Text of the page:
Where do you see your efforts to promote creativity in the workplace going over the next decade?

I can really only answer it from the lens of emergence, which can’t be fully predicted. I am committed to the “meme” of emergence, foundational creativity, whole-person/whole-system creativity and generative work structures. I trust that if I remain directed, present to my purpose, create from what is in front me now, say ‘yes’ to what feels most alive and vital (and ‘no’ to what does not), pay attention to emerging patterns and feedback from the world, and adapt to new information and advances, I will evolve my work in ways that I can actually not imagine now. That’s how emergence works. Evolving technologies and social systems, and my continued evolution and growth, will inform and expand my vision along the way – and surprise is the critical, and most rewarding, element.

I think in terms on “entry points” – what I know now and what is next. Some of ways I see my efforts being expressed now and next are more live and online events, experiential workshops, and interactive products. I am writing a book(s) on foundational creativity and the practices and principles of creative emergence, and plan to create videos on these topics. I see myself working help entrepreneurs and organizations at foundational levels structure their for creativity and innovation; working with creativity from multiple levels: cognitive, intuitive, somatic, energetic, consciousness and the soul at work – possibly establishing an online community; and bringing in more whole-brain, improvisation-based, intuitive and bodied-centered practices into the business arena through a variety of channels.

I would like to remain a life-long learner and creator, so whatever I do, I have to balance my knowledge/experience with a “beginner’s mind” to keep my own creativity actively engaged and a living, evolving vision.

What do you think a greater appreciation of the creative process at work would mean for American businesses? American artists?

I believe creative energy is the most transformative energy there is – it has the power to change all situations. Once it is more valued, engaged, and cultivated in our work culture, anything is possible. We are starting see shifts in now only how we create, what we create, and how we do business. Most businesses are still operating form old foundations, modeled after mechanical processes instead of organic, creativity-centered, living-system foundations.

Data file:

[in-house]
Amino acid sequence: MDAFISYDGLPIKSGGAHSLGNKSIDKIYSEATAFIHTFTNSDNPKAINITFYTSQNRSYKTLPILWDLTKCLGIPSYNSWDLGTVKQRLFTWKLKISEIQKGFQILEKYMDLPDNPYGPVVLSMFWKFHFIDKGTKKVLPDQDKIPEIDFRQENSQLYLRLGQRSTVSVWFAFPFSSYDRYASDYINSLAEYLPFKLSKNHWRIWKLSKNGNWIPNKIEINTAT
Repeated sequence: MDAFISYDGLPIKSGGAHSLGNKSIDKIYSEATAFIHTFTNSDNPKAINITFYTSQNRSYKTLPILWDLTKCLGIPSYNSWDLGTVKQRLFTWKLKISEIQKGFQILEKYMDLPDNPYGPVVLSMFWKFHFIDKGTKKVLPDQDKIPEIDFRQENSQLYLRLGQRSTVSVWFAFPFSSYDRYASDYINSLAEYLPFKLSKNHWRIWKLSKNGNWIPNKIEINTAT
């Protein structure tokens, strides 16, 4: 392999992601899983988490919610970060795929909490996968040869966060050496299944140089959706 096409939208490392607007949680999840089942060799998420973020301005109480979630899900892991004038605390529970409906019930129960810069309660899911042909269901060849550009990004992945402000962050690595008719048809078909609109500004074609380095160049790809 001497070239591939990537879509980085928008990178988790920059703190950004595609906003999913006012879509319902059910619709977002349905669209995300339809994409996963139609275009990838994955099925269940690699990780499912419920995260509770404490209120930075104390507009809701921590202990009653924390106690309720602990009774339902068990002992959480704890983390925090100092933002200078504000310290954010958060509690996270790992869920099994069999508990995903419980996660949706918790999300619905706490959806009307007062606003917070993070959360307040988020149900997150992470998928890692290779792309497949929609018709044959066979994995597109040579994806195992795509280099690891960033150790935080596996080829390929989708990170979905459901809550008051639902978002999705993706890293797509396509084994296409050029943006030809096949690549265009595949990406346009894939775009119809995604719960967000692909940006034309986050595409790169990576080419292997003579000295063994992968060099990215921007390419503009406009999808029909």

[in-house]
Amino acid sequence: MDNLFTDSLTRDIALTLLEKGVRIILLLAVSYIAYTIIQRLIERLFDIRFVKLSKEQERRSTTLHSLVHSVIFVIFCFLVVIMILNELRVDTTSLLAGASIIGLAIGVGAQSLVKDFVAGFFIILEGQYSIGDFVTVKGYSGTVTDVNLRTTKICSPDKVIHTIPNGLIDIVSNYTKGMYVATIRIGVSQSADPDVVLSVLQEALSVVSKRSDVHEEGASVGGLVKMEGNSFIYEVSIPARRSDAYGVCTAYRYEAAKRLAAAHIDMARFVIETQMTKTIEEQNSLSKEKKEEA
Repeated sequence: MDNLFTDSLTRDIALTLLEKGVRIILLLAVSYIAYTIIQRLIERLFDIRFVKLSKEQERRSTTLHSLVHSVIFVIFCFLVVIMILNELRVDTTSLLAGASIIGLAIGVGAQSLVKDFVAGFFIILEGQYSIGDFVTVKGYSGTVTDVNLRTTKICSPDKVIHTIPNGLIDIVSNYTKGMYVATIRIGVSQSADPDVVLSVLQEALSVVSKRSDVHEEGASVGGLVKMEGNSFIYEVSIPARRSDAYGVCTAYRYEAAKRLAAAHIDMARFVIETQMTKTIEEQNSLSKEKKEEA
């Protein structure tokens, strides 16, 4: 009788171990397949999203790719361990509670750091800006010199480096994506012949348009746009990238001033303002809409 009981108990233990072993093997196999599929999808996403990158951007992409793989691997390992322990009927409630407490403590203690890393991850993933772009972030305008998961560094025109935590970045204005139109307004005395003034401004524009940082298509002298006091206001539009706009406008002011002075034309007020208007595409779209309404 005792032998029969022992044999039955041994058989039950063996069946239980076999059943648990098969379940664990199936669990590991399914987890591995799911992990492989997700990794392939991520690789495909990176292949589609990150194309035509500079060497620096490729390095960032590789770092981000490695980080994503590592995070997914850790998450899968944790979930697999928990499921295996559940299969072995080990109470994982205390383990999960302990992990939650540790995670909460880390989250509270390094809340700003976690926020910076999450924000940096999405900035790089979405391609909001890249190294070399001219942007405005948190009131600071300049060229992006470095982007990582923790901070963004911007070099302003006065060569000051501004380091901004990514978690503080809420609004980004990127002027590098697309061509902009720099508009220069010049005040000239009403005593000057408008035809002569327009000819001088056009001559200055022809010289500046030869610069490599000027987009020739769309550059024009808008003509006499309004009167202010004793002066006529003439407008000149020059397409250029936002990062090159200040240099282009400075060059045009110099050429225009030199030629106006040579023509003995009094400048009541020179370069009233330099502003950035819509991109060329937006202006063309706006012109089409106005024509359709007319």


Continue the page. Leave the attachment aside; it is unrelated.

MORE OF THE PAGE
Once creativity permeates the work culture, structures will change dramatically. I can’t predict how it will look because it will be co-created by all of us, but I believe we will see more aliveness and ingenuity in the work place; blurred boundaries of what was previously siloed; more adaptive, dynamic business models; and more work climates that feed the soul and inspire contribution to a larger whole.

Is there anything else we haven’t covered that you think is relevant?

Once we let go of outdated, limiting notions of who and what is creative and embrace a larger framework of creativity, then it’s easier to cultivate it in every workplace. We need FOUNDATIONAL shifts in how we think, interact, and engage. We need to integrate previously unrelated disciplines to create new, more inclusive ones. It’s time to let go of inhibiting paradigms and embracing more holistically generative ones. This is already beginning to happen, and the more conscious focus and attention we put toward it, the more quickly it will evolve.

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Responses

  1. I agree that online social networks can not beat the offline liveliness. I guess both has their advantages and disadvantages.

    http://www.youtube.com/ideaken

    ideaken.com

  2. […] The Artist @ Work: Michelle James, Center for Creative Emergence […]